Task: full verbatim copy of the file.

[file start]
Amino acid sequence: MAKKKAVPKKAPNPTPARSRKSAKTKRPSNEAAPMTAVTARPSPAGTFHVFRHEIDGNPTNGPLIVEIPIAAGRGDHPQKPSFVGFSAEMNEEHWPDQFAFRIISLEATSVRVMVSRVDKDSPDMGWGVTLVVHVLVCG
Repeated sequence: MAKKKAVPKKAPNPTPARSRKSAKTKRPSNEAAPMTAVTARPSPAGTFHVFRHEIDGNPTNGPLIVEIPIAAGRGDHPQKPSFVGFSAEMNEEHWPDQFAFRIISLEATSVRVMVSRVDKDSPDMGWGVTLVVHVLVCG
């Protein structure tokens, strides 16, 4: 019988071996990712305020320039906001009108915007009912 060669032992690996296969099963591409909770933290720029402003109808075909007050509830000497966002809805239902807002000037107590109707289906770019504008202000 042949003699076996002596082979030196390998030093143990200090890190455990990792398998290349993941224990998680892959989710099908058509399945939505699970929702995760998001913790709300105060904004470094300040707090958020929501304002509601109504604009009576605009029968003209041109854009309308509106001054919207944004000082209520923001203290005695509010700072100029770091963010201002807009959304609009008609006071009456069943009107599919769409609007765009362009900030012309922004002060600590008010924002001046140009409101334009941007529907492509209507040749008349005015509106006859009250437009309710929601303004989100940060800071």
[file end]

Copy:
Amino acid sequence: MAKKKAVPKKAPNPTPARSRKSAKTKRPSNEAAPMTAVTARPSPAGTFHVFRHEIDGNPTNGPLIVEIPIAAGRGDHPQKPSFVGFSAEMNEEHWPDQFAFRIISLEATSVRVMVSRVDKDSPDMGWGVTLVVHVLVCG
Repeated sequence: MAKKKAVPKKAPNPTPARSRKSAKTKRPSNEAAPMTAVTARPSPAGTFHVFRHEIDGNPTNGPLIVEIPIAAGRGDHPQKPSFVGFSAEMNEEHWPDQFAFRIISLEATSVRVMVSRVDKDSPDMGWGVTLVVHVLVCG
């Protein structure tokens, strides 16, 4: 019988071996990712305020320039906001009108915007009912 060669032992690996296969099963591409909770933290720029402003109808075909007050509830000497966002809805239902807002000037107590109707289906770019504008202000 042949003699076996002596082979030196390998030093143990200090890190455990990792398998290349993941224990998680892959989710099908058509399945939505699970929702995760998001913790709300105060904004470094300040707090958020929501304002509601109504604009009576605009029968003209041109854009309308509106001054919207944004000082209520923001203290005695509010700072100029770091963010201002807009959304609009008609006071009456069943009107599919769409609007765009362009900030012309922004002060600590008010924002001046140009409101334009941007529907492509209507040749008349005015509106006859009250437009309710929601303004989100940060800071």